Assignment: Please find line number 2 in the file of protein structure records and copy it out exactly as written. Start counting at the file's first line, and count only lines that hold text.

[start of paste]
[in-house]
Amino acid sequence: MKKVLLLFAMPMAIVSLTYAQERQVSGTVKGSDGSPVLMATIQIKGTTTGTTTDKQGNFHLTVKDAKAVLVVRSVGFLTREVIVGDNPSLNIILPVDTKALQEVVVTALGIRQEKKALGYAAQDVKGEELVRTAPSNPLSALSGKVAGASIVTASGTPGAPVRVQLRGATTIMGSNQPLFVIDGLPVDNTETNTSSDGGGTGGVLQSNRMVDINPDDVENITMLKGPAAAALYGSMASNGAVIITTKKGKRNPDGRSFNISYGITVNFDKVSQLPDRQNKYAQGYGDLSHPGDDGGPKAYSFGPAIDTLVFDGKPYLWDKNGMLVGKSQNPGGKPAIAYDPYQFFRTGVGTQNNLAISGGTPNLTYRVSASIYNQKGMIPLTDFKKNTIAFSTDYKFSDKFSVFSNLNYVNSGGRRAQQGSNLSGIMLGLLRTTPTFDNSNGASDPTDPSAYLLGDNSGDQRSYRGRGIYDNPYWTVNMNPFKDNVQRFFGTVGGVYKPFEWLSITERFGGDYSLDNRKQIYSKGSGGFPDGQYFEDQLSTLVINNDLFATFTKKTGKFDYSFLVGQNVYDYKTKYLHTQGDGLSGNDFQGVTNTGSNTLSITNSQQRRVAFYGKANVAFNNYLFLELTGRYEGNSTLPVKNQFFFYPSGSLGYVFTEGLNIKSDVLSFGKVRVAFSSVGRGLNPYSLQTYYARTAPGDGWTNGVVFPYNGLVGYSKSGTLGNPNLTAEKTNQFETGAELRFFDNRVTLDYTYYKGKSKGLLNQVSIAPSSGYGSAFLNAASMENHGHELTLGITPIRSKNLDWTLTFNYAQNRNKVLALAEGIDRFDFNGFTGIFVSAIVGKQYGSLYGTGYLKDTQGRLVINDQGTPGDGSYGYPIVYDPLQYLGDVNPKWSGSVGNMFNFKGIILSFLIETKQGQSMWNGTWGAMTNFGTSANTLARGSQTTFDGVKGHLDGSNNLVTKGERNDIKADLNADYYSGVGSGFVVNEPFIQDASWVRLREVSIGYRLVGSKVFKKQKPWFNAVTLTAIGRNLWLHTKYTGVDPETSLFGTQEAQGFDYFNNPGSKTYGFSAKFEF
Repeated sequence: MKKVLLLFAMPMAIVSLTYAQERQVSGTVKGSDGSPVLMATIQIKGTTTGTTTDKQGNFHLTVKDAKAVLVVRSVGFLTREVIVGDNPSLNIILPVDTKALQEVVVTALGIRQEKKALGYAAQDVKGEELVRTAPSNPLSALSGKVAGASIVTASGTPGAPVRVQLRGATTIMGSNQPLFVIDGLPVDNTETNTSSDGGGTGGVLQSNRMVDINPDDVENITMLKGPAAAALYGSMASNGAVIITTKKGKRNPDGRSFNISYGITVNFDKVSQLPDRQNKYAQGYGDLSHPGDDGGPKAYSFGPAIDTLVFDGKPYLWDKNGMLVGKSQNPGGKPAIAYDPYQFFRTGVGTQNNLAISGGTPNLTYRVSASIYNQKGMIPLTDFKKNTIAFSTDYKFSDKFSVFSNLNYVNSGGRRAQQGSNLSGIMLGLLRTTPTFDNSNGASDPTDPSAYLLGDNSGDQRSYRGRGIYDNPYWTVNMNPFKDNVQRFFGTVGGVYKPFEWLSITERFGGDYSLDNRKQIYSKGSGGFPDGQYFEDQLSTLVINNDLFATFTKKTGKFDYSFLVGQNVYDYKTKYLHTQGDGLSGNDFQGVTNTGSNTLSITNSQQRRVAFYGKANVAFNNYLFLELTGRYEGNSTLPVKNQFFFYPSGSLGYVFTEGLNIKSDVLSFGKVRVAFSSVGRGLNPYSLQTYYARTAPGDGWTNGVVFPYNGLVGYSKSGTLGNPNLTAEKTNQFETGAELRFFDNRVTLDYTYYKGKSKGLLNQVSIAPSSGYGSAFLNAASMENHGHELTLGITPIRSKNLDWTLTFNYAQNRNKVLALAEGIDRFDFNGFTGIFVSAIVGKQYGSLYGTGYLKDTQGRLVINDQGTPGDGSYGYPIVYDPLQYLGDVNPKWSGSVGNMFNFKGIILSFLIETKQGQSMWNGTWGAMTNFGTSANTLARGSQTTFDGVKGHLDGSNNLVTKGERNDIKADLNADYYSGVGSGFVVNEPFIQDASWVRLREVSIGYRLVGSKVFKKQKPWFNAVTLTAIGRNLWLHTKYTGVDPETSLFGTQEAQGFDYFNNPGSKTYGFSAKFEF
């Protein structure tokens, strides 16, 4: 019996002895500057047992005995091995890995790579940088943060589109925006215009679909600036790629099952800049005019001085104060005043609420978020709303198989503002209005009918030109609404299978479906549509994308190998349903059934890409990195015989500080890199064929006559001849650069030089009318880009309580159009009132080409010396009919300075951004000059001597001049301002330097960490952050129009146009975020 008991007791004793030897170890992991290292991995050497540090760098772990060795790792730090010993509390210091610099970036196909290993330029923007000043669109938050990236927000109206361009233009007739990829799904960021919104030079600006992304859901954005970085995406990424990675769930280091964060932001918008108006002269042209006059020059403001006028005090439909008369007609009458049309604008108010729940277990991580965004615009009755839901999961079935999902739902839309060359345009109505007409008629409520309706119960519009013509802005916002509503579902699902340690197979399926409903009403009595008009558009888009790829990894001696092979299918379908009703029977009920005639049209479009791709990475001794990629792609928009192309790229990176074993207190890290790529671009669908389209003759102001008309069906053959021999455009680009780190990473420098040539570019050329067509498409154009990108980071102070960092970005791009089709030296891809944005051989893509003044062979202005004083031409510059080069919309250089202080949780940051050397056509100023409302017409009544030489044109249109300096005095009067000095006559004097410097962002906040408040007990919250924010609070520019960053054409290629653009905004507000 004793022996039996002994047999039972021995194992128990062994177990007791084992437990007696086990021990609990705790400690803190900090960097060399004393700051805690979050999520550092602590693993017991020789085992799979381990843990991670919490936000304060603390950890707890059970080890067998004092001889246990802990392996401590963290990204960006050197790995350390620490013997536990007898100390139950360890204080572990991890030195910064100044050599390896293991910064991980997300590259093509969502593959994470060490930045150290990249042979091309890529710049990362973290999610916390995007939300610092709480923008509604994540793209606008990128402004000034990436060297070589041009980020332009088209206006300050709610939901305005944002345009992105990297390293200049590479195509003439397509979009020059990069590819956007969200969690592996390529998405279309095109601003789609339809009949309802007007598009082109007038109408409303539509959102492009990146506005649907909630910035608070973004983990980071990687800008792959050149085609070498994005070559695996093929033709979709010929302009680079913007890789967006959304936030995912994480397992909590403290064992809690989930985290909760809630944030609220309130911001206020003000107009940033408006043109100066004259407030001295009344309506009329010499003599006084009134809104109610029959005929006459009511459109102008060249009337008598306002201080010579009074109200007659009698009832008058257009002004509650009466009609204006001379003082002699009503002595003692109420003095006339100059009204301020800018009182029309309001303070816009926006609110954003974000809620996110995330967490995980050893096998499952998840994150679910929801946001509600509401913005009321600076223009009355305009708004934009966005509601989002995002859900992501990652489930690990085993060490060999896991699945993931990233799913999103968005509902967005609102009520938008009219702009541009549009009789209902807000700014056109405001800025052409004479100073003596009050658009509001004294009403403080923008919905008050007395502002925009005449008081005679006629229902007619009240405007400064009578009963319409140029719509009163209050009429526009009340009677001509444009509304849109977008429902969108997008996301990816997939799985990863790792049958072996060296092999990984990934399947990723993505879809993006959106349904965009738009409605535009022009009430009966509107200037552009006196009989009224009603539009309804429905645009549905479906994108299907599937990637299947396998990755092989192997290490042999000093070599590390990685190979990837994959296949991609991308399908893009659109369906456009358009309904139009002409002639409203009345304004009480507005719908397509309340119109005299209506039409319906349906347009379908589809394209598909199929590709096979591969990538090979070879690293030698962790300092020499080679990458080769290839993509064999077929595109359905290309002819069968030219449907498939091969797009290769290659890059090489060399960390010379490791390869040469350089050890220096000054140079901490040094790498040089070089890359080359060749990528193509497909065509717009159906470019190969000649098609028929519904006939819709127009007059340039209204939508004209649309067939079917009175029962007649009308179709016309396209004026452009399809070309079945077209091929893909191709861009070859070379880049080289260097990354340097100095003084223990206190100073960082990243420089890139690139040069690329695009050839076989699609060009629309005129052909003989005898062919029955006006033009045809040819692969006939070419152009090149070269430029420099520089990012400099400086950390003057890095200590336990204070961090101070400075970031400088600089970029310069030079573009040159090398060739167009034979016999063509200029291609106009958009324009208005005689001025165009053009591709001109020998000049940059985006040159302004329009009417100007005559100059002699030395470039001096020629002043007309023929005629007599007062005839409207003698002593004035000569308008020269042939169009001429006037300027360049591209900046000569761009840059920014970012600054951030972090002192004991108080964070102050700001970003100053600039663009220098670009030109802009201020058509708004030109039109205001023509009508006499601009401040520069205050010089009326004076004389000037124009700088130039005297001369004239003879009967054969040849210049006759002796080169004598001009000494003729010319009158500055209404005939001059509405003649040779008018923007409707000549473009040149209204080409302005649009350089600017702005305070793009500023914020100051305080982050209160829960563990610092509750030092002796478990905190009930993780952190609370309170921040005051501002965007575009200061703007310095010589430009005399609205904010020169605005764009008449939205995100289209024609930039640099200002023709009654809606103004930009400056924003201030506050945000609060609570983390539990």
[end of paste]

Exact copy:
Amino acid sequence: MKKVLLLFAMPMAIVSLTYAQERQVSGTVKGSDGSPVLMATIQIKGTTTGTTTDKQGNFHLTVKDAKAVLVVRSVGFLTREVIVGDNPSLNIILPVDTKALQEVVVTALGIRQEKKALGYAAQDVKGEELVRTAPSNPLSALSGKVAGASIVTASGTPGAPVRVQLRGATTIMGSNQPLFVIDGLPVDNTETNTSSDGGGTGGVLQSNRMVDINPDDVENITMLKGPAAAALYGSMASNGAVIITTKKGKRNPDGRSFNISYGITVNFDKVSQLPDRQNKYAQGYGDLSHPGDDGGPKAYSFGPAIDTLVFDGKPYLWDKNGMLVGKSQNPGGKPAIAYDPYQFFRTGVGTQNNLAISGGTPNLTYRVSASIYNQKGMIPLTDFKKNTIAFSTDYKFSDKFSVFSNLNYVNSGGRRAQQGSNLSGIMLGLLRTTPTFDNSNGASDPTDPSAYLLGDNSGDQRSYRGRGIYDNPYWTVNMNPFKDNVQRFFGTVGGVYKPFEWLSITERFGGDYSLDNRKQIYSKGSGGFPDGQYFEDQLSTLVINNDLFATFTKKTGKFDYSFLVGQNVYDYKTKYLHTQGDGLSGNDFQGVTNTGSNTLSITNSQQRRVAFYGKANVAFNNYLFLELTGRYEGNSTLPVKNQFFFYPSGSLGYVFTEGLNIKSDVLSFGKVRVAFSSVGRGLNPYSLQTYYARTAPGDGWTNGVVFPYNGLVGYSKSGTLGNPNLTAEKTNQFETGAELRFFDNRVTLDYTYYKGKSKGLLNQVSIAPSSGYGSAFLNAASMENHGHELTLGITPIRSKNLDWTLTFNYAQNRNKVLALAEGIDRFDFNGFTGIFVSAIVGKQYGSLYGTGYLKDTQGRLVINDQGTPGDGSYGYPIVYDPLQYLGDVNPKWSGSVGNMFNFKGIILSFLIETKQGQSMWNGTWGAMTNFGTSANTLARGSQTTFDGVKGHLDGSNNLVTKGERNDIKADLNADYYSGVGSGFVVNEPFIQDASWVRLREVSIGYRLVGSKVFKKQKPWFNAVTLTAIGRNLWLHTKYTGVDPETSLFGTQEAQGFDYFNNPGSKTYGFSAKFEF